Culinary Techniques

culinary techniques & cooking methods




Al dente is to cook pasta or vegetables until they are tender but still firm, not soft. Al dente means “to the tooth” in Italian.


Blend is to mix two or more ingredients together until combined.


Chiffonade is to stack, roll, and slice leaves (basil, collard) thin strips or shreds of herbs or vegetables. In French, chiffonade means “made of rags”.


Chop or chopped or chopping is to cut food into irregular shapes and sizes. Coarsely chopped pieces are large, finely chopped pieces are small.


Cutting board or mat is 


Dice or diced or dicing is to cut food into cubes of equal size. 


Fold or folded or folding is to gently combine ingredients without over-mixing. 


Grate or grated or grating is to slide an ingredient, such as citrus zest, across a surface of small, sharp-edged holes on a box grater-shredder to create tiny pieces.


Julienne is to cut food into long, very thin strips.


Knead or kneading is to mix or work dough by hand to soften and to stretch yeasted doughs to expand the gluten network. 


Melt is to 


Mince is to cut food into very small pieces. 


Mix is to 


Slice is to cut crosswise or lengthwise into desired thickness. Slice – to cut food lengthwise or crosswise with a knife, forming thick or thin pieces.


Stir or stir in is to 


Whisk or whisking is to stir a liquid vigorously with a whisk, adding air and increasing the volume. Whisking is done with a whisk, a kitchen tool made of looped wire attached to a handle.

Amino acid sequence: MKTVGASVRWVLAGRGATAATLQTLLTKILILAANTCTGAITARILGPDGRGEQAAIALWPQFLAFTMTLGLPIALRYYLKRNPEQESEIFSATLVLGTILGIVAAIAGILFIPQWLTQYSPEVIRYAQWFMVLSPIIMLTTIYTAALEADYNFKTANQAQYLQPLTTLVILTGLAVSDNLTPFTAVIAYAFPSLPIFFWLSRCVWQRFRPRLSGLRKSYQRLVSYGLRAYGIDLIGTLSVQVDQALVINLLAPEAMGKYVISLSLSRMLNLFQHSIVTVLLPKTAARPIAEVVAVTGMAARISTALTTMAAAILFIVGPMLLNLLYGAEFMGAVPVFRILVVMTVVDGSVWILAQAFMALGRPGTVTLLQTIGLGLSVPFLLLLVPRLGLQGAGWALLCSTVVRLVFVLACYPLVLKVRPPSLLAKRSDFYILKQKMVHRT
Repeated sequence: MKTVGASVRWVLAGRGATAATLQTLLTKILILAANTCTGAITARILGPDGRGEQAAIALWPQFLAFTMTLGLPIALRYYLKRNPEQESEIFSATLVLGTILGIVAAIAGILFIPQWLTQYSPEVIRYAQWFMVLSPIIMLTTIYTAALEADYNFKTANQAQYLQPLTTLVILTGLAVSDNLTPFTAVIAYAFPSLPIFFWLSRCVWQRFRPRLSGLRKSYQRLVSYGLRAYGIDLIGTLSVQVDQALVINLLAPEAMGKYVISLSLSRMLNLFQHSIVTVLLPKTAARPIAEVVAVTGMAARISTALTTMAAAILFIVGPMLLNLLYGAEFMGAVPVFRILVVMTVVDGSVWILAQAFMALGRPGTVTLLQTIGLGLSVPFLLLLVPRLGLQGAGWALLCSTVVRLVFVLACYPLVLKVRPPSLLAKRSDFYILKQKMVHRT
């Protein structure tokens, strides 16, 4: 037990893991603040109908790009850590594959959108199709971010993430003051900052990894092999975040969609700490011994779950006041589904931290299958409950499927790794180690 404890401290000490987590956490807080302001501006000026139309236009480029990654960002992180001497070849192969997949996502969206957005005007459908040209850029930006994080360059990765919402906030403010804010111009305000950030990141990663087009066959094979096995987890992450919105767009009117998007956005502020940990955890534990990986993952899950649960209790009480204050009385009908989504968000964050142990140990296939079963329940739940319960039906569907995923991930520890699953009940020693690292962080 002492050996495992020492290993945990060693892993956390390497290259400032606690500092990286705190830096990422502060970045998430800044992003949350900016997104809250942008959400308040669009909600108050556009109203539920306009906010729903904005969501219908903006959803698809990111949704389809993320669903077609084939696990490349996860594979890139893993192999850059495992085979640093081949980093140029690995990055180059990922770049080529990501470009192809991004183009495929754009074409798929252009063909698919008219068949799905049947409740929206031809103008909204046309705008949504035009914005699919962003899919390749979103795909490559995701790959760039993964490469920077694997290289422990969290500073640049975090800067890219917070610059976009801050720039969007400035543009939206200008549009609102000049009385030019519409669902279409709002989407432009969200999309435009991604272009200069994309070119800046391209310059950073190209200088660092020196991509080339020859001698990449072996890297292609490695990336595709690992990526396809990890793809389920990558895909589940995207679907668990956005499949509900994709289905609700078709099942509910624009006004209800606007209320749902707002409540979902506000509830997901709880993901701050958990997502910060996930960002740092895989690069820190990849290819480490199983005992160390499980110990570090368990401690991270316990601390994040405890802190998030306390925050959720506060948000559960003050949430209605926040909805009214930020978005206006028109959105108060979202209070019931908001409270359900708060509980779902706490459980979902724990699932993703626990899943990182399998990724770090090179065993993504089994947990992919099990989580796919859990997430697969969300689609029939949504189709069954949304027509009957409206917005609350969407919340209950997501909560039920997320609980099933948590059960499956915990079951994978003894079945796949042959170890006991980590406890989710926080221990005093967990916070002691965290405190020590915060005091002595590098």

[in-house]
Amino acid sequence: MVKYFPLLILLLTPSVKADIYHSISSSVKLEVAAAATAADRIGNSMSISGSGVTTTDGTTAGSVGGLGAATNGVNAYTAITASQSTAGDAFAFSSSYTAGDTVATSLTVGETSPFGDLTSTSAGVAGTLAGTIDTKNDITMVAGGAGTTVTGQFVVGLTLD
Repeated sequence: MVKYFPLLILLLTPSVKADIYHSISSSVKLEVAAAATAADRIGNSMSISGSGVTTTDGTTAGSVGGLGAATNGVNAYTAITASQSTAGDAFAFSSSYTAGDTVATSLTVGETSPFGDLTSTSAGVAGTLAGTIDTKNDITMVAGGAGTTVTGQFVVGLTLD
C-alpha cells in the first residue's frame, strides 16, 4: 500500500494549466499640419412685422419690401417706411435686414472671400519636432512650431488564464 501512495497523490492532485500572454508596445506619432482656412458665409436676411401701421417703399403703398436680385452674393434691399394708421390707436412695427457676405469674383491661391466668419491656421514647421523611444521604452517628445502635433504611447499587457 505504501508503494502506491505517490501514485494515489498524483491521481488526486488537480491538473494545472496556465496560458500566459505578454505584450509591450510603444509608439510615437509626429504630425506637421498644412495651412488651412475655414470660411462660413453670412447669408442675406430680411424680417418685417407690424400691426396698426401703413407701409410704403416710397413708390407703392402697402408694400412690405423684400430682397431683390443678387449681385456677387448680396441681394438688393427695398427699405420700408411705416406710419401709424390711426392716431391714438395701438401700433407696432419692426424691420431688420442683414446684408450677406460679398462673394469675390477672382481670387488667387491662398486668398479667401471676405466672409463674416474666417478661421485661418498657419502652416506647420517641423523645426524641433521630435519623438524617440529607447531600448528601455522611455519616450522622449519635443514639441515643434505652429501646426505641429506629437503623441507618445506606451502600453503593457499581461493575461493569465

Bake or baking is to cook food in a hot oven. The food is cooked by the hot, dry air of the oven and heat transfer by contact with the pan. 


Boil or boiling is to heat a liquid until big bubbles constantly rise to its surface and break, at 212 F. A gentle boil is when small bubbles rise and break slowly. A rolling boil is when large bubbles rise and break quickly.


Deep fry or deep frying is to cook food by immersing it in hot oil. Deep fried foods are not healthy because of their high fat content. 


Roast or roasting is to cook food in a hot oven or on a spit over a fire. The hot, dry air of the oven cooks the food by heating it from the outside-in. The food’s texture changes from raw to cooked; meat gets firmer, vegetables get softer. 


Sauté or sauteing is to cook food in a small amount of fat in a pan on the stovetop over medium-high heat. 


Simmer or simmering is when bubbles get bigger as they rise to the surface of liquid that is being heated. Simmering usually occurs between 170 F – 185 F.


Steam or steaming is to cook food in a closed pot so the steam is trapped and cooks the food. Food is placed in a steaming basket that sits above the boiling water. Steaming is gentle and it retains the most nutrients of all the cooking methods. 


Stir-fry or stir-frying is to cook food in a small amount of fat over very high heat while stirring constantly. Stir frying is usually done in a wok.